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MS Drug Clears Hurdle

Laquinimod Treatment Could One Day Offer Alternative to Injections
By
WebMD Health News
Reviewed by Louise Chang, MD

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June 20, 2008 -- A new drug called laquinimod appears to be a promising treatment option for adults with the most common form of multiple sclerosis (MS).

Phase II study results published in this week's edition of The Lancet show that laquinimod tablets safely and effectively reduce disease activity in patients with relapsing-remitting multiple sclerosis (RRMS). Current MS treatments must be given by injection.

MS is an autoimmune disease that damages the central nervous system. The body's immune (defense) system attacks myelin, the material that covers and protects nerve fibers. Nerve damage and inflammation gets worse over time, and leads to symptoms such as numbness, tingling, fatigue, loss of vision, and in severe cases, paralysis. People with the relapsing-remitting form of the disease have flare-ups followed by times of partial or complete recovery. According to the National MS Society, about 85% of people are first diagnosed with this form of MS.

The international study involved 306 adults aged 18 to 50. Patients could participate if they had one or more flare-ups in the previous year and at least one MS lesion visible on a special MRI test called a gadolinium-enhancing (GdE) scan. The study did not look at clinical disability.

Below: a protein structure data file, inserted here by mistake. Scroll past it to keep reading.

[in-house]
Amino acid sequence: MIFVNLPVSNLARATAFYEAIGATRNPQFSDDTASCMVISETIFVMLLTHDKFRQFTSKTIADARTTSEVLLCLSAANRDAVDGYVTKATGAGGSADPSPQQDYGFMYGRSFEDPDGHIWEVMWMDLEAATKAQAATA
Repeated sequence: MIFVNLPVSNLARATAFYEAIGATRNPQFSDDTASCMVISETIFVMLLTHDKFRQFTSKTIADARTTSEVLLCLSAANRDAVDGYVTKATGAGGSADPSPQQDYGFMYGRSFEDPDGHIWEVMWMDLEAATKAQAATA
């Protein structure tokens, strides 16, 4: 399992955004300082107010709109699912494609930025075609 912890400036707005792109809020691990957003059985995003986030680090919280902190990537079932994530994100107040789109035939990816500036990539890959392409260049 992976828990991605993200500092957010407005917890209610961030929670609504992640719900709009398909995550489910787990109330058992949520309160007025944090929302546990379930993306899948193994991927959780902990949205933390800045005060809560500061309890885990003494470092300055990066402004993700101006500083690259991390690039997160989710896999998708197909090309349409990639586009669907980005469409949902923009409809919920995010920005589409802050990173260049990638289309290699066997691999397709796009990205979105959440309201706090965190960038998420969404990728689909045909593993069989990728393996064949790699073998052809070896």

Researchers randomly assigned patients to one of two doses of laquinimod (0.3 or 0.6 milligrams) or a placebo (fake pill).

The patients received brain MRI scans and clinical assessments before and several times during the study so researchers could monitor brain lesions, which would help them determine the drug's effectiveness. Scans were done every four weeks for nine months.

Giancarlo Comi of the Institute of Experimental Neurology at the University Vita-Salute in Milan, Italy, and colleagues found that, compared with placebo, patients who received the higher dose of laquinimod had more than a 40% reduction in the average number of GdE lesions over the last four scans compared with the one taken at the study's start. There were no statistically significant effects seen between patients who took the lower dose of laquinimod and the fake pill.

Treatment appeared well tolerated. Researchers reported no deaths. One patient had a pre-existing blood clotting disorder and developed a clot of a large vein that carries blood from the liver. The drug was stopped and the patient was treated with blood-thinning medication. Two patients had high levels of liver enzymes.

"Overall, the efficacy and safety profile emerging from this and from a previous phase II clinical trial, in combination with the oral route of administration, make laquinimod a promising therapeutic opportunity for patients with relapse remitting multiple sclerosis," the researchers concluded in the journal article.

A larger-scale phase III trial to examine the benefits and risks of laquinimod treatment is under way.

In an accompanying comment, Mayo Clinic researchers B. Mark Keegan and Brian G. Weinshenker said that further studies are needed to compare laquinimod "head-to-head" to existing MS treatments to see if the new drug is superior or just as effective.

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